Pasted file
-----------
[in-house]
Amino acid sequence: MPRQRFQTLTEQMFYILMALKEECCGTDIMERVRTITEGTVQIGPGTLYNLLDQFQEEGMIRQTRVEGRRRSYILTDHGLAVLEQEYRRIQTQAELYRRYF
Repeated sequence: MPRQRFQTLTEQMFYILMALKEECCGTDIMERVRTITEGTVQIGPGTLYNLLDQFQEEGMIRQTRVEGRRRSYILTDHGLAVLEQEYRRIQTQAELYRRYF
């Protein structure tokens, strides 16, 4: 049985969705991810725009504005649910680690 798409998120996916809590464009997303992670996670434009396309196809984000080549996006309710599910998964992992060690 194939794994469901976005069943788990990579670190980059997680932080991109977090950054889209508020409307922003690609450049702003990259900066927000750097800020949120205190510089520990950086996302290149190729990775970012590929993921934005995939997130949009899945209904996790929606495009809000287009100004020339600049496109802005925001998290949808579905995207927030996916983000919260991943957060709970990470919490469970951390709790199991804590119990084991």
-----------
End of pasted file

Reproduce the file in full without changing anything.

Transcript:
[in-house]
Amino acid sequence: MPRQRFQTLTEQMFYILMALKEECCGTDIMERVRTITEGTVQIGPGTLYNLLDQFQEEGMIRQTRVEGRRRSYILTDHGLAVLEQEYRRIQTQAELYRRYF
Repeated sequence: MPRQRFQTLTEQMFYILMALKEECCGTDIMERVRTITEGTVQIGPGTLYNLLDQFQEEGMIRQTRVEGRRRSYILTDHGLAVLEQEYRRIQTQAELYRRYF
């Protein structure tokens, strides 16, 4: 049985969705991810725009504005649910680690 798409998120996916809590464009997303992670996670434009396309196809984000080549996006309710599910998964992992060690 194939794994469901976005069943788990990579670190980059997680932080991109977090950054889209508020409307922003690609450049702003990259900066927000750097800020949120205190510089520990950086996302290149190729990775970012590929993921934005995939997130949009899945209904996790929606495009809000287009100004020339600049496109802005925001998290949808579905995207927030996916983000919260991943957060709970990470919490469970951390709790199991804590119990084991």